Quotations about:
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Civilization, let me tell you what it is. First the soldier, then the merchant, then the priest, then the lawyer. The merchant hires the soldier and priest to conquer the country for him. First the soldier, he is a murderer; then the priest, he is a liar; then the merchant, he is a thief; and they all bring in the lawyer to make their laws and defend their deeds, and there you have your civilization!

Katherine Anne Porter (1890-1980) American journalist, essayist, author, political activist [b. Callie Russell Porter]
Ship of Fools, Part 2 [Hansen] (1962)
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Added on 28-Sep-22 | Last updated 28-Sep-22
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I had hardly thought by asking
For five hundred I’d be tasking
     The kindness of a rich old friend like you.
“Practice law,” you said, “it’s healthy,
And it soon will make you wealthy.”
     Now, Gaius, tell me “Yes,” not what to do.

[Mutua viginti sestertia forte rogabam,
Quae vel donanti non grave munus erat.
Quippe rogabatur felixque vetusque sodalis
Et cuius laxas arca flagellat opes.
Is mihi ‘Dives eris, si causas egeris’ inquit.
Quod peto da, Gai: non peto consilium.]

Martial (AD c.39-c.103) Spanish Roman poet, satirist, epigrammatist [Marcus Valerius Martialis]
Epigrams [Epigrammata], Book 2, epigram 30 (2.30) [tr. Nixon (1911), “Neither a Borrower”]
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"To Caius/Gaius." (Source (Latin)). Alternate translations:

When twenty pounds I'd borrow of a friend,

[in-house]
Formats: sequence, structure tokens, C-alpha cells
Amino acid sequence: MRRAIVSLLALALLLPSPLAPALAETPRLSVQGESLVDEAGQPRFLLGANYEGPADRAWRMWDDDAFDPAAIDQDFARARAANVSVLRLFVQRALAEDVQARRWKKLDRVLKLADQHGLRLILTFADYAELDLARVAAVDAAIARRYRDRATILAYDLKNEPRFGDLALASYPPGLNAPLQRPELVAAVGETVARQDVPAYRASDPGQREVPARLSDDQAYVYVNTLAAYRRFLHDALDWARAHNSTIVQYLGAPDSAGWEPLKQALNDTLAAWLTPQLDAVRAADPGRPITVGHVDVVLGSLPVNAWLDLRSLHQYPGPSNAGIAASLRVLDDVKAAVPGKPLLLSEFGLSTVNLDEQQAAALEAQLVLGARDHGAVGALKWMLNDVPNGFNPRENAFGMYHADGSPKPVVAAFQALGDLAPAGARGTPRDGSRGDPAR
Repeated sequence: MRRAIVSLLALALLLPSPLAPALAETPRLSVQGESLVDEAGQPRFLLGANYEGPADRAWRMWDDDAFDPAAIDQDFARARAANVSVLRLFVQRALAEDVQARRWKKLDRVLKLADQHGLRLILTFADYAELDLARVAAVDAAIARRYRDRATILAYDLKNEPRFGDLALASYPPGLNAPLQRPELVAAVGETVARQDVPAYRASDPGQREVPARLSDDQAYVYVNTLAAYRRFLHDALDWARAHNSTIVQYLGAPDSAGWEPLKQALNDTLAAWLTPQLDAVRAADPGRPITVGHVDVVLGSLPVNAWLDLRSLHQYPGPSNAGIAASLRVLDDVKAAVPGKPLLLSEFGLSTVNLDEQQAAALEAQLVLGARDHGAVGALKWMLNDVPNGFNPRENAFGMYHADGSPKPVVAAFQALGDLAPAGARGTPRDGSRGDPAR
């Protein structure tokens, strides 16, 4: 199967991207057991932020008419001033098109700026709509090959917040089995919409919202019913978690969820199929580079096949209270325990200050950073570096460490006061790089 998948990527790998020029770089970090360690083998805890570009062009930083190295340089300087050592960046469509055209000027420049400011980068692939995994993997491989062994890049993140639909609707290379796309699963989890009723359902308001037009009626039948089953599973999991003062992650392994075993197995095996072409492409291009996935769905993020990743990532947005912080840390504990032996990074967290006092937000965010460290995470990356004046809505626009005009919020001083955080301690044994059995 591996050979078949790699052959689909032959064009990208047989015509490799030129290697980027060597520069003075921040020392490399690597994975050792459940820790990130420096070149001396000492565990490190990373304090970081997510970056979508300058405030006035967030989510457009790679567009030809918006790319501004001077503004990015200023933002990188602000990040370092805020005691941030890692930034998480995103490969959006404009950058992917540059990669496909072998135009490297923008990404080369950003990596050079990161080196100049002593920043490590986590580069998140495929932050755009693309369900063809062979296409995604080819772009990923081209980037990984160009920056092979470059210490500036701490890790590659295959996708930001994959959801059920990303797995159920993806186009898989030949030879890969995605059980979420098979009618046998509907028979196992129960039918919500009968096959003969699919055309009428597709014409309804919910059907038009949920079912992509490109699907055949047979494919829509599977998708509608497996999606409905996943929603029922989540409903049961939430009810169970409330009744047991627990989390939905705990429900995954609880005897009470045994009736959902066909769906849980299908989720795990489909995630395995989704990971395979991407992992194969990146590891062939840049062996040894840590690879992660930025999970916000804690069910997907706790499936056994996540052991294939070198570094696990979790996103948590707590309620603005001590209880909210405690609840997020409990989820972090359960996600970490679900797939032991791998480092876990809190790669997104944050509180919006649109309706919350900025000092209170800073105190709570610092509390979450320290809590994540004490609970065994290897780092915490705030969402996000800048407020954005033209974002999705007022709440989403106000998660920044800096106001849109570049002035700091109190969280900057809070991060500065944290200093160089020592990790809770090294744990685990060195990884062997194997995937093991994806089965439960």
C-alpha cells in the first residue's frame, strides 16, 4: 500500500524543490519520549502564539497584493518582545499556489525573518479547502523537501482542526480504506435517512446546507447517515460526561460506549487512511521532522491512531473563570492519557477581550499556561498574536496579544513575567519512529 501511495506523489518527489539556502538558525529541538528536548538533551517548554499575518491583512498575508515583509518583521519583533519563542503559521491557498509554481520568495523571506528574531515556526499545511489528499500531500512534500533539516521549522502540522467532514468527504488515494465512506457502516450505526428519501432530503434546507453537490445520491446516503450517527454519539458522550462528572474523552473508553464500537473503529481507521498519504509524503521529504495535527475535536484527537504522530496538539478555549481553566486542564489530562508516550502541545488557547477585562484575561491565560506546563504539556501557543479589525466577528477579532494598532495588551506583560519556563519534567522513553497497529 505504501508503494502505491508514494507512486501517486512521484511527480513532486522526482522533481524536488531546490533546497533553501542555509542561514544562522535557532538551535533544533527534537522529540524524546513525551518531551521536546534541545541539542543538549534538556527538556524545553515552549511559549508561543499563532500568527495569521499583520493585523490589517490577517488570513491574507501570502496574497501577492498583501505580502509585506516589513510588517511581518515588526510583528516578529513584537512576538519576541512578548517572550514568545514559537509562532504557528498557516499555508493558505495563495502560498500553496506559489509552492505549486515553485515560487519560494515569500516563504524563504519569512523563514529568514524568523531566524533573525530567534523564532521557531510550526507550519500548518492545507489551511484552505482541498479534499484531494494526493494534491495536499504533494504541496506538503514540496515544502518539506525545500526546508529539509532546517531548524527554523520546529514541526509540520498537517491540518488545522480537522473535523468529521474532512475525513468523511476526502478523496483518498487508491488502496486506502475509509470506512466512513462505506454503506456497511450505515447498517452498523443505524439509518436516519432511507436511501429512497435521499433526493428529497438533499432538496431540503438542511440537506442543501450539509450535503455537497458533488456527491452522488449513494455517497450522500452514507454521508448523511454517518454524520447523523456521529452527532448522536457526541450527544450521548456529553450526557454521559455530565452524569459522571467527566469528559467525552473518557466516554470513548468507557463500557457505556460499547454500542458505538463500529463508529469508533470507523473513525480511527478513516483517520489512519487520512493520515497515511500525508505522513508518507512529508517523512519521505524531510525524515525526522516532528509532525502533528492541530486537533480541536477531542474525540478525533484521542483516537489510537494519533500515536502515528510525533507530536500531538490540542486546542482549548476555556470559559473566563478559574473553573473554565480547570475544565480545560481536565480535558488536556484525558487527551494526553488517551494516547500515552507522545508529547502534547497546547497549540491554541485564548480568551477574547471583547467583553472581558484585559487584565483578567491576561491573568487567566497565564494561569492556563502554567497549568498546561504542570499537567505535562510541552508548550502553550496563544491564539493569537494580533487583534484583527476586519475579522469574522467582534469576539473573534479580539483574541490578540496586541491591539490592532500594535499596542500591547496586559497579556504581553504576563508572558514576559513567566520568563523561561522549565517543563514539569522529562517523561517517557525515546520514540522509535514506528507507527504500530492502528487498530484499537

One, who might give me more, as well as lend;
Blest in his fortune; my companion old;
Whose coffers, and whose purse-strings, crack with gold.
"Turn lawyer, and you'll soon grow rich," he cries:
Give me what I ask, my friend: -- 'tis not advice.
[tr. Hay (1755)]

Of sesterces a score I crave in loan,
Which scarce a boon would honest bounty own.
A fortune-blest old intimate I urge,
Whose gen'rous wealth tyrannic coffers scourge.
"Go, ply the bar: be affluent in a trice."
I ask your aid, my Cay, not your advice.
[tr. Elphinston (1782), Book 5, ep. 31]

I asked Caius to lend me twenty sestertia, a sum which could not weigh heavy on him, even if he had been asked to give and not to lend; for he was my old companion, and hd been fortunate in life; and his chest can scarcely press down his overflowing riches. He replied to me, "You will become wealthy if you will take to pleading causes." Caius! give me what I ask for, I do not ask for advice.
[tr. Amos (1858), "Unseasonable Advice"; ch. 3, ep. 89]

I asked, by chance, a loan of twenty thousand sesterces, which would have been no serious matter even as a present. He whom I asked was an old acquaintance in good circumstances, whose money-chest finds difficulty in imprisoning his overflowing hoards. "You will enrich yourself, was his reply, "if you will go to the bar." Give me, Caius, what I ask: I do not ask advice.
[tr. Bohn's Classical (1859)]

I asked, as it chanced, the loan of twenty thousand sesterces, which, even to a give, would have been no burden. The fact was I asked them of a well-to-do and old friend, and one whose money-chest keeps in control o'erflowing wealth. His answer was, "You will be rich if you plead causes." Give me what I ask, Gaius: I don't ask for advice.
[tr. Ker (1919)]

I chanced to ask a loan -- a hundred, merely;
E'en as a gift that should not task severely
A wealthy friend, and so I asked him, knowing
His pockets bulge with cash over-flowing.
"Go to the Bar," says he, "get rich by pleading" --
'Tis cash, not counsel, Gaius, that I'm needing.
[tr. Pott & Wright (1921)]

I asked you twenty thousand as a loan,
A trifle, had I craved it for my own,
Such claim might ancient friendship well afford
On one whose coffers chid their bursting hoard.
"Plead and you'll make a fortune in a trice."
I want your money, Gaius, not advice.
[tr. Francis & Tatum (1924), ep. 79]

I happened to ask a Ioan of twenty thousand sesterces, no burdensome present even as a gift. He of whom I asked it was a faithful old friend, he whose coffer whips up his ample wealth. Says he to me: "You'll be a rich man if you plead cases." Give me what I ask, Gaius; I'm not asking advice.
[tr. Shackleton Bailey (1993)]